Parent and Child Volume III., Child Study and Training eBook

This eBook from the Gutenberg Project consists of approximately 117 pages of information about Parent and Child Volume III., Child Study and Training.

7.  What common-sense training should every child be given during this period?

Good books, for further study on these points, are:  “The Care and Training of the Child,” by Kerr, and “Fundamentals of Child Study,” by Kirkpatrick.

If these volumes are in the library or otherwise available, it may be well to have some member read and give a brief report on one or the other of them.

THE NEEDS OF THE INFANT

The Infant’s First Needs Are Physical, and May Be Summed up in the Word Nutrition

The new-born child differs in nearly all particulars from the adult.  It is very unfortunate that the child in the past has been regarded as a miniature adult and treated like “a little man.”

The structure of muscle and bone and the proportion of various parts of the body differ materially; the bones of the child for some time are soft and largely composed of cartilages which may be easily bent out of shape and permanently injured.  The ratio of some of the parts is about as follows: 

* * * * *

Height of head of adult to that of infant—­2 to 1
Length of body of adult to that of infant—­3 to 1
Length of arm of adult to that of infant—­4 to 1
Length of leg of adult to that of infant—­5 to 1

Besides these easily observed differences, there are others of far more consequence not easily seen, such as differences in the size, structure and activity of vital organs, and in the almost total lack of nervous development in the child as compared with the adult.  All of these things make of the child an individual so different from the adult that he must be treated in accordance with his own nature and needs and with little regard to the way in which an adult is considered.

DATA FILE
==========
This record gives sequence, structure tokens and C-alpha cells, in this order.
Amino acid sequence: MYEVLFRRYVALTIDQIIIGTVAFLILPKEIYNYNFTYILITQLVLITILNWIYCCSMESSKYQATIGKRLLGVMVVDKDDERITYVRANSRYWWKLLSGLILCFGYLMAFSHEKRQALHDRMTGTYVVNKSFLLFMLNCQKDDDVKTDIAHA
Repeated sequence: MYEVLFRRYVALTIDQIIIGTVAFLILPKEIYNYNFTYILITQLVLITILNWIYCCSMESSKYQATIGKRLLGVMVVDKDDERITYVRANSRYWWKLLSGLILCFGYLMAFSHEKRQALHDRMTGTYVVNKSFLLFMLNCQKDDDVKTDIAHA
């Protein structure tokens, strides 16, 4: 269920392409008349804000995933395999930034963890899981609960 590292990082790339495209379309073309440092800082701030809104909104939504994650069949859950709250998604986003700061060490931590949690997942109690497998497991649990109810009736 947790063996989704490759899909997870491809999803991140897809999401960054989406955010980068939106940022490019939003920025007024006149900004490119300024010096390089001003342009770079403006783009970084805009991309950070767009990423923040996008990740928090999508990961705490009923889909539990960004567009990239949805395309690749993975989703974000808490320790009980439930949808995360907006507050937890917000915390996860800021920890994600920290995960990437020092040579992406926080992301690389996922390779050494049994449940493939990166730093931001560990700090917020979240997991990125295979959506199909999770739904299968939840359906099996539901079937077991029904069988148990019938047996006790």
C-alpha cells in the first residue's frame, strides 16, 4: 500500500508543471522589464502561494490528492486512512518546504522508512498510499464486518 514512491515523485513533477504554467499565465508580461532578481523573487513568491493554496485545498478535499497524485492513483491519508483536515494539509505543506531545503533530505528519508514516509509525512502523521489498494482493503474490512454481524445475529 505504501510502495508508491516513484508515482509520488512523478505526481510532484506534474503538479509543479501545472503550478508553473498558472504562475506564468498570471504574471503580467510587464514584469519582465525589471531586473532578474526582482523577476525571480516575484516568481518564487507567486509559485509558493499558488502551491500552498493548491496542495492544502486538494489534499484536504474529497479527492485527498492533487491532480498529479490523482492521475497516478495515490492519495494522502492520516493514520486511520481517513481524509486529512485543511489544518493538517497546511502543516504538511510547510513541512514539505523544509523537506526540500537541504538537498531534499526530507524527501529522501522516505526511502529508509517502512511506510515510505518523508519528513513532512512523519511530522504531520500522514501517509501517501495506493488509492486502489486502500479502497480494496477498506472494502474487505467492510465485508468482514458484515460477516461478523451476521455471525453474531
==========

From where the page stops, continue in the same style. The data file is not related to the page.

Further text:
Practically everything that the infant needs may be summed up in the one word nutrition.  A sufficient supply of pure milk from the mother is the one supreme requirement.  If this is assured, everything else is almost certain to follow.  Of course, the little one must be kept at the right temperature, which is comparatively high during the first few months.  An abundance of pure, fresh air also must be supplied to both mother and child.  It is wise for both to spend much time in the open air and to sleep on a screened porch.

The child should be kept quiet and permitted to sleep as long as nature dictates.  It is a positive sin to snatch the child from its bed, toss it up and down and screech at it for the edification of curious visitors.  Kissing the child in the mouth should also be positively prohibited.  The use of patent medicines likewise, or even many of the “old mother remedies” should never be indulged except on the advice of a competent physician.  The needs of the child for some time are strictly physical.  Inner forces are at work which cannot be assisted except indirectly through care of the physical organism.  So far as nervous or mental development is concerned the rule should be, “Hands off, let Nature take her course.”

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Parent and Child Volume III., Child Study and Training from Project Gutenberg. Public domain.
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